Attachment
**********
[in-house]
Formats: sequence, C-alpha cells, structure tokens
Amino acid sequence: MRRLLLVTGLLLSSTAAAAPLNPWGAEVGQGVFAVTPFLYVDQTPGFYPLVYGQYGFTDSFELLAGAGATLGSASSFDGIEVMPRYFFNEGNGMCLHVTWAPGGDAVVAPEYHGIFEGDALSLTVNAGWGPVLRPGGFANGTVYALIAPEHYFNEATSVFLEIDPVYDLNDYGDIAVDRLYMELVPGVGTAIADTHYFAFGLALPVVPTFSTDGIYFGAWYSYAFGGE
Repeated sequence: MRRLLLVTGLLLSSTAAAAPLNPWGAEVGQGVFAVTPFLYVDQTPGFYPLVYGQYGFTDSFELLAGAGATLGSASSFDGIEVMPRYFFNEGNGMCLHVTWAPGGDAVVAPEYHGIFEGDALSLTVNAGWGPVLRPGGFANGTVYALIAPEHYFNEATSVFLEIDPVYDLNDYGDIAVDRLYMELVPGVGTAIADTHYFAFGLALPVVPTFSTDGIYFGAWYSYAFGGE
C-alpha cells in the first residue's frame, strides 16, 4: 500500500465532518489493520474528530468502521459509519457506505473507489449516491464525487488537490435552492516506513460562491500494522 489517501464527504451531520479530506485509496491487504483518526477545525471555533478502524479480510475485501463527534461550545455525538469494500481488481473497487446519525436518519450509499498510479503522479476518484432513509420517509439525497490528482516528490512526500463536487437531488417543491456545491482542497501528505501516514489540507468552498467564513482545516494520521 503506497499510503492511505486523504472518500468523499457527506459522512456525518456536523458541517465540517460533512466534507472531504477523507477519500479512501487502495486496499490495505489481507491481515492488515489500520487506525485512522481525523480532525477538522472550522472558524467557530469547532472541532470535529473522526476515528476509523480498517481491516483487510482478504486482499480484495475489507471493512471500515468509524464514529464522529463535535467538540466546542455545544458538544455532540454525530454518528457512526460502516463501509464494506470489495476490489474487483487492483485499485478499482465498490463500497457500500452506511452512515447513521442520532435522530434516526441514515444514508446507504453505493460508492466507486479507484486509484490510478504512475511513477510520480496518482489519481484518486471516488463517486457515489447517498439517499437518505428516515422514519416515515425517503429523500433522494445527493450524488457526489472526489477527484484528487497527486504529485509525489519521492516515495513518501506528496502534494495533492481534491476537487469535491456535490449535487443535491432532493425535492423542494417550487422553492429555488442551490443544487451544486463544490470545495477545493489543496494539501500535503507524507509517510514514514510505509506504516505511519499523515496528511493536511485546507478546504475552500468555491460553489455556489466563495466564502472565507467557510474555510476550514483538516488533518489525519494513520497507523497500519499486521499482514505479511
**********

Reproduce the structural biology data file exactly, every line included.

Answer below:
[in-house]
Formats: sequence, C-alpha cells, structure tokens
Amino acid sequence: MRRLLLVTGLLLSSTAAAAPLNPWGAEVGQGVFAVTPFLYVDQTPGFYPLVYGQYGFTDSFELLAGAGATLGSASSFDGIEVMPRYFFNEGNGMCLHVTWAPGGDAVVAPEYHGIFEGDALSLTVNAGWGPVLRPGGFANGTVYALIAPEHYFNEATSVFLEIDPVYDLNDYGDIAVDRLYMELVPGVGTAIADTHYFAFGLALPVVPTFSTDGIYFGAWYSYAFGGE
Repeated sequence: MRRLLLVTGLLLSSTAAAAPLNPWGAEVGQGVFAVTPFLYVDQTPGFYPLVYGQYGFTDSFELLAGAGATLGSASSFDGIEVMPRYFFNEGNGMCLHVTWAPGGDAVVAPEYHGIFEGDALSLTVNAGWGPVLRPGGFANGTVYALIAPEHYFNEATSVFLEIDPVYDLNDYGDIAVDRLYMELVPGVGTAIADTHYFAFGLALPVVPTFSTDGIYFGAWYSYAFGGE
C-alpha cells in the first residue's frame, strides 16, 4: 500500500465532518489493520474528530468502521459509519457506505473507489449516491464525487488537490435552492516506513460562491500494522 489517501464527504451531520479530506485509496491487504483518526477545525471555533478502524479480510475485501463527534461550545455525538469494500481488481473497487446519525436518519450509499498510479503522479476518484432513509420517509439525497490528482516528490512526500463536487437531488417543491456545491482542497501528505501516514489540507468552498467564513482545516494520521 503506497499510503492511505486523504472518500468523499457527506459522512456525518456536523458541517465540517460533512466534507472531504477523507477519500479512501487502495486496499490495505489481507491481515492488515489500520487506525485512522481525523480532525477538522472550522472558524467557530469547532472541532470535529473522526476515528476509523480498517481491516483487510482478504486482499480484495475489507471493512471500515468509524464514529464522529463535535467538540466546542455545544458538544455532540454525530454518528457512526460502516463501509464494506470489495476490489474487483487492483485499485478499482465498490463500497457500500452506511452512515447513521442520532435522530434516526441514515444514508446507504453505493460508492466507486479507484486509484490510478504512475511513477510520480496518482489519481484518486471516488463517486457515489447517498439517499437518505428516515422514519416515515425517503429523500433522494445527493450524488457526489472526489477527484484528487497527486504529485509525489519521492516515495513518501506528496502534494495533492481534491476537487469535491456535490449535487443535491432532493425535492423542494417550487422553492429555488442551490443544487451544486463544490470545495477545493489543496494539501500535503507524507509517510514514514510505509506504516505511519499523515496528511493536511485546507478546504475552500468555491460553489455556489466563495466564502472565507467557510474555510476550514483538516488533518489525519494513520497507523497500519499486521499482514505479511